Councillor Cohen stated that from the time he began campaigning more than two and a half years ago, residents expressed many concerns about Rembrandt Park. The soccer pit was not being used very often. Instead, delinquents were throwing park benches down the trench and using the area as a hideout when creating mischief such as throwing rocks at cars. Last year the pit was filled and grassed over. It is now a much more attractive area and no longer accessible as a hideout. This summer a new water play area will be installed. This attractive facility will be geared towards younger children, with water jet spray jumping from one part to the other. In the summer of 2009 plans call for the basketball courts to be taken down and replaced with additional tennis courts. Councillor Cohen said that residents have complained for years about the courts attracting non-residents, whom in many cases proved intimidating. Residents often did not feel comfortable walking in the park. Ruby Goodman, a resident of Rembrandt and an attendant at the park, says there has been some vandalism lately. He also said that drugs have been found in the park. He called for a stronger police presence. Tony Robinson suggested that poles be installed with security cameras. Sam Rappaport said that he awoke one night recently to some loud noise coming from the park. Ernest Burman said that the city needs to come up with a comprehensive security plan for all parks. Officer Simone said that if anyone sees someone breaking the law they should call 9-1-1 immediately. Station 9 just happens to be just around the corner from the park. Tina Chitayat asked whether soccer nets will be installed on the grass area where the pit once stood. Mr. Tordjman said that will be determined after a decision is made where to put the additional tennis courts since at least one will probably go in that section. There was also a request for new flags to be installed near the park chalet. Finally, new baby swings have been installed. An anonymous donor paid the $2,000 for the equipment. A plaque will be put up, dedicated to the children who perished during the Holocaust.

4. Traffic and Parking

There were a lot of suggestions and concerns raised about traffic and parking.
While the flower pots on Marc Chagall Ave. have slowed traffic down, it was noted that one located just outside Le Marquise is too close to the garage and needs to be moved just abit. Speed calming measures, such as speed bumps or humps, were suggested for where Merrimac Road meets Rembrandt. Dr. Paul Weinstein wanted to know why the police were pulling aside so many cars on Cavendish near Kildare, going north. Officer Simone said speeders are being caught going upwards of 100 km per hour. Councillor Cohen asked the police to keep a close eye on the stop sign at the corner of Kildare and Merrimac going west. Cars repeatedly go through the stop sign at all hours of the day and night.
Mayer Schondorf complained about gardeners leaving messy grass on Rembrandt. Mr. Tordjman said that gardeners will soon have to be licensed to operate in Côte Saint-Luc which will make it easier for the city to ticket them for such infractions. Mr. Schondorf also questioned the two hour no parking restriction on Rembrandt for street cleaning. He said that he never sees the sweeper go by. It was mentioned that there are a lot of jaywalkers on the turnaround leading to Cavendish from Heywood. Mr. Tordjman pointed out how that area was already adjusted to include a new crosswalk a few years ago. He is now studying the possibility of installing a rail fence to block jaywalkers. The police on hand were urged to ticket such jaywalking offences. Sam Lifshitz complained that there are too many sections of the street on Merrimac where parking is prohibited. That will be looked into. Regarding the Cavendish-Kildare intersection, some people complain that the light is not long enough (pedestrians). Others feel that the light is too long (motorists). The city has made every effort to come up with something that everyone can live with. Mr. Robinson asked the police to start giving tickets to cars that do not signal.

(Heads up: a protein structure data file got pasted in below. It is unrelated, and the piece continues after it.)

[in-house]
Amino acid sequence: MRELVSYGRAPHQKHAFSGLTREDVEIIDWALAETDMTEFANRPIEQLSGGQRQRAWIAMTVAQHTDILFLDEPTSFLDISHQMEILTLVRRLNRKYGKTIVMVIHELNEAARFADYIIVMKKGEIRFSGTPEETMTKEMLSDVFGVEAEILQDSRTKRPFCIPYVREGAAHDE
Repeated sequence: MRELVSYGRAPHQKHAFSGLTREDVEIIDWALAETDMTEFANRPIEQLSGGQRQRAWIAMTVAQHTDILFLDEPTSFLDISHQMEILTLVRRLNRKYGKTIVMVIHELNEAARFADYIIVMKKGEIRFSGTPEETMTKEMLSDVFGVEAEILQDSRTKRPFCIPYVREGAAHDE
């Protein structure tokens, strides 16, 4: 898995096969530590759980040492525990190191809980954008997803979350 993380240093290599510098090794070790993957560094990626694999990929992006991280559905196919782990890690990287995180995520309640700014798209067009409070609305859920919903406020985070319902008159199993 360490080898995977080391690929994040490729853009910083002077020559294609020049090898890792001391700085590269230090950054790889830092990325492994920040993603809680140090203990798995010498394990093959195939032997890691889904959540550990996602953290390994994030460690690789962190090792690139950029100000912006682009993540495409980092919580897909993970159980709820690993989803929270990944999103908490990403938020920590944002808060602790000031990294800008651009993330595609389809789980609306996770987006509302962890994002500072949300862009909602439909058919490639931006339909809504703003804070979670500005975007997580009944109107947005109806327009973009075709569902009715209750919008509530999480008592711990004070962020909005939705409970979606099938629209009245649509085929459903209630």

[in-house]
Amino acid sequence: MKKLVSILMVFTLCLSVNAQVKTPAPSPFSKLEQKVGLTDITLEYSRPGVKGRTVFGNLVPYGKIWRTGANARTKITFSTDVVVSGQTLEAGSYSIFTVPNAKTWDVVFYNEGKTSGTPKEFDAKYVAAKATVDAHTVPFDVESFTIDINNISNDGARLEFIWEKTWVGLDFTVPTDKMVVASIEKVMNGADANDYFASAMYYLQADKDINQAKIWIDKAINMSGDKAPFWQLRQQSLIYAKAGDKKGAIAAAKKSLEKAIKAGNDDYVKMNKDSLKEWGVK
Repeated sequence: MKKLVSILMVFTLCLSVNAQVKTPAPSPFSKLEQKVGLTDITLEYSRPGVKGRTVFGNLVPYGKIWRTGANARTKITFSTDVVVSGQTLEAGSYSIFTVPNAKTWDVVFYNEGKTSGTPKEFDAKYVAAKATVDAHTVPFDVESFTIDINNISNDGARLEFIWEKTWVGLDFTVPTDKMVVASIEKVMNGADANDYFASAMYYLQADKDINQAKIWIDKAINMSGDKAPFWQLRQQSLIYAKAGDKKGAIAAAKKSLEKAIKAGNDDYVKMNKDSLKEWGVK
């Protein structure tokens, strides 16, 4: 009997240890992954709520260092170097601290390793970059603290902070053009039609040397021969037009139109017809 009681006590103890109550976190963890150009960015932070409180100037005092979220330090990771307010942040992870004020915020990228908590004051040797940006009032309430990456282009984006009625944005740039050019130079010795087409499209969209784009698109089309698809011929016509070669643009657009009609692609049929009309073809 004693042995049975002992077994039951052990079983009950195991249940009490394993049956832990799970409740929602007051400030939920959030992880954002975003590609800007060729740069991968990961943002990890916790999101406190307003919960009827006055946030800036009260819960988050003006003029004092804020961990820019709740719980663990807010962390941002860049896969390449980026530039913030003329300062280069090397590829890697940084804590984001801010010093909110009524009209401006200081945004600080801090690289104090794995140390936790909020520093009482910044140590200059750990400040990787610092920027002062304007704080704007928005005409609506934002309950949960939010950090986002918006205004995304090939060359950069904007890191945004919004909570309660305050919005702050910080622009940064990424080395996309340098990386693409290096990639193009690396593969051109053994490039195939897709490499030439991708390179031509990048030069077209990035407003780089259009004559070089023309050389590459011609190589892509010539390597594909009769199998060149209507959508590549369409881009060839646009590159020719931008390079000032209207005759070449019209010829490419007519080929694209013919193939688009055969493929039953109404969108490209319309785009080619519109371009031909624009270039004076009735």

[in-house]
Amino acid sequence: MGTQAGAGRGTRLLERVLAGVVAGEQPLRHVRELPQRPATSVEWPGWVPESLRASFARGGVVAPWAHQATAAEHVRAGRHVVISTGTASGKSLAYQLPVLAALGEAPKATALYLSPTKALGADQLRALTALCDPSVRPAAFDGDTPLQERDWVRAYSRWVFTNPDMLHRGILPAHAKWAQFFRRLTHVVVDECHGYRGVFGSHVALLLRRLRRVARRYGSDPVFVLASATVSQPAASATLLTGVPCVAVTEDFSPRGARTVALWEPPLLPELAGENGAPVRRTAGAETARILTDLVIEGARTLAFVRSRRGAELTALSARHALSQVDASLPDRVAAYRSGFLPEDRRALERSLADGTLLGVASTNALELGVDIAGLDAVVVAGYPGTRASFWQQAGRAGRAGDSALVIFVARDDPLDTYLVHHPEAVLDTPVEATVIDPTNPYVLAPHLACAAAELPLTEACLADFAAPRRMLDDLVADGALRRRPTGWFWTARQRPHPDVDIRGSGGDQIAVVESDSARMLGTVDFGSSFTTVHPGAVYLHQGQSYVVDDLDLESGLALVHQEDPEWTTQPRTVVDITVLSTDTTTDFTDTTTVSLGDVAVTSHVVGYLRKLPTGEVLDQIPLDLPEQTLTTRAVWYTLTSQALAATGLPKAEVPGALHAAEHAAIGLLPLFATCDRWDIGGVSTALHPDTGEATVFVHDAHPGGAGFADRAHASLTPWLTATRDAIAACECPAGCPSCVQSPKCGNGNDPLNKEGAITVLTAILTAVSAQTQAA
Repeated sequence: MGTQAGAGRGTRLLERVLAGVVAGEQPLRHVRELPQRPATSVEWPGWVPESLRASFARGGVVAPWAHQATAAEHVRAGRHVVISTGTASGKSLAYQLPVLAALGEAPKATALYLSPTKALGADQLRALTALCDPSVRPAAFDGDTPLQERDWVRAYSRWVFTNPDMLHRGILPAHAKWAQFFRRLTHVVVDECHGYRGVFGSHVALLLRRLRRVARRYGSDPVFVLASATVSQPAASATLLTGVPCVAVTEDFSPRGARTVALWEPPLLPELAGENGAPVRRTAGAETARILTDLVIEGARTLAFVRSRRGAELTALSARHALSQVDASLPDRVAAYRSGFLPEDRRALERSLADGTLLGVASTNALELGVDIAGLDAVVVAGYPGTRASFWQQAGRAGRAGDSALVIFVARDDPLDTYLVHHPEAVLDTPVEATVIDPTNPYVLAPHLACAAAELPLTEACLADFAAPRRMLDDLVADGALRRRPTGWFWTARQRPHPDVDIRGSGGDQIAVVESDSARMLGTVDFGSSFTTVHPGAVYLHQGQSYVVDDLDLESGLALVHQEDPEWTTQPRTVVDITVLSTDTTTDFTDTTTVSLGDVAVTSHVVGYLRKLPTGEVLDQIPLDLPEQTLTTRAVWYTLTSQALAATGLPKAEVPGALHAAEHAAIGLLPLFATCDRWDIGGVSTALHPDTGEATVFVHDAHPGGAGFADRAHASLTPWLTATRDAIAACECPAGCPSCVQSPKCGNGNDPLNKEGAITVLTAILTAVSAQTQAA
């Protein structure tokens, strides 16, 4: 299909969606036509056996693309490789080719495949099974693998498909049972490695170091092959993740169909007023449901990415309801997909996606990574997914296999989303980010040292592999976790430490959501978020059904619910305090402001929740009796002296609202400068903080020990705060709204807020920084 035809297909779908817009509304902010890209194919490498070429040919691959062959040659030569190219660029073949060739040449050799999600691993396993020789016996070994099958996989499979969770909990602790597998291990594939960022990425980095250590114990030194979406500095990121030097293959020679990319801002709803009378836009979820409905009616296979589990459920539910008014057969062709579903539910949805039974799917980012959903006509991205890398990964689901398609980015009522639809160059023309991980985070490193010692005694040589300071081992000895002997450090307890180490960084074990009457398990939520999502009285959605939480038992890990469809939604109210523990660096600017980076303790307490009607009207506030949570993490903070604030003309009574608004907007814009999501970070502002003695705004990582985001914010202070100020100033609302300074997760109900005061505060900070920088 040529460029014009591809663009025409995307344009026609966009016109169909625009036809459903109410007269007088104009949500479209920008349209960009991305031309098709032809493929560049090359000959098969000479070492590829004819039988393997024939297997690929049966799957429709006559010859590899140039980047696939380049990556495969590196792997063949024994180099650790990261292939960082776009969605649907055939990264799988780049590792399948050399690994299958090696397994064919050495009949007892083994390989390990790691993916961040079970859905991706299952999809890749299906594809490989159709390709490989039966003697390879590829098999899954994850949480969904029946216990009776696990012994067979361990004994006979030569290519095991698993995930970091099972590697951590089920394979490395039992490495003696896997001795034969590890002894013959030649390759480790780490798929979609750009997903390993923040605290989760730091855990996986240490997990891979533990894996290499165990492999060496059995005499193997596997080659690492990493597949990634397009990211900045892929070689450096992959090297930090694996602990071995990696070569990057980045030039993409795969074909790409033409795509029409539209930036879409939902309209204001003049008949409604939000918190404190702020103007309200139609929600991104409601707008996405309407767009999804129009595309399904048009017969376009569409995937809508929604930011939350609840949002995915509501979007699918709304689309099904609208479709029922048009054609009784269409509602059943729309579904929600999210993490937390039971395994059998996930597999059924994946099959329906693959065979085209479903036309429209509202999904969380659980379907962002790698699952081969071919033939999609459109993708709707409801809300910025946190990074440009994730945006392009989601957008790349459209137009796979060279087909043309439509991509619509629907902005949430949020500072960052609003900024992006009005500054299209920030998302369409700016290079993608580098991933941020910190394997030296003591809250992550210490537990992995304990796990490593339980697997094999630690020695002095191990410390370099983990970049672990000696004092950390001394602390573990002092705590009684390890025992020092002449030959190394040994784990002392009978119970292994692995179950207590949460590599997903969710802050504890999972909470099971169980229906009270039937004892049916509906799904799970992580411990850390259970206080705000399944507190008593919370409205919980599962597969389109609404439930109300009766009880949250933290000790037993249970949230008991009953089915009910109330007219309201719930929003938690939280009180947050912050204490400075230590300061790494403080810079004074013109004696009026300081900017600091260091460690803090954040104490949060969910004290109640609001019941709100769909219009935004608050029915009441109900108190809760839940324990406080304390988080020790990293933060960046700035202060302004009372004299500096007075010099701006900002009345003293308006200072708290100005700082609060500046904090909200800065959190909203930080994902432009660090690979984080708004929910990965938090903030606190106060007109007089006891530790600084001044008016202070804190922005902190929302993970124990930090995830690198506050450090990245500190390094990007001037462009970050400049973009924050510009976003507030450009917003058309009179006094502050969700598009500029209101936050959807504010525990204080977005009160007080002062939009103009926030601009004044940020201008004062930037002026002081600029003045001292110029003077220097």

There were also a lot of questions about the proposed change to the Cavendish/Fleet intersection. The plan calls for a second left-turn-only lane on Cavendish Blvd. southbound. Both lanes will turn onto Fleet Rd. An engineering traffic study indicates that this will reduce wait times and line-ups of vehicles turning onto Fleet Rd. It will also and lessen the number of vehicles that use Baily Rd. as a shortcut to Fleet Rd.

5. Snow Dump
Residents wanted to know what is being done to try and bring down the size of the snow dump. They complained that it is dirty and expressed concern that the hill will still be there in the fall. Councillor Cohen said that special machinery was rented in April to improve the situation and more may be required. Dr. Weinstein suggested that trees, which some day can grow very high, be planted so that years from now the size of the dump could be hidden in the spring months.

6. The Marc Chagall Shed
While the shed which formerly housed the model home for Le Chagall (the condo that was never built) was demolished in April, residents are concerned with the mess the developers left on the land. Mr. Tordjman explained that the owners of the land have been sent letters of warning and fined. The city will now clean up the area and charge the owners for the work. By-laws presently state that vacant land only needs to be maintained, not beautified. Should we bring in a by-law to force these owners to grass over such areas?

7. Marc Chagall Town Houses
At the last District 2 meeting a proposed plan for a 21 unit town house development was presented. It would have been constructed on Marc Chagall, across from the snow dump. A zoning change was required since the land is zoned for a strip mall. Councillor Cohen consulted residents who were in favor of the project – especially opposed to a strip mall. However, the majority of council were against this, citing the proximity of Hydro wires. Councillor Cohen argued against this, but it was clear a vote would not pass. The developer has threatened to construct a strip mall. But to this point nothing has been submitted.

8. Beth Chabad
Construction on the new synagogue/community centre on Marc Chagall continues. The frame is now up and the walls will be installed soon. Beth Chabad still hopes to be operational there by the high holidays.

9. Cavendish Mall
There is no update regarding the demolition of Cavendish Mall and the construction of a large housing development. Negotiations between the city and the Mall continue. Councillor Cohen said that the city has to be very careful not to accept a project whereby traffic would become prohibitive.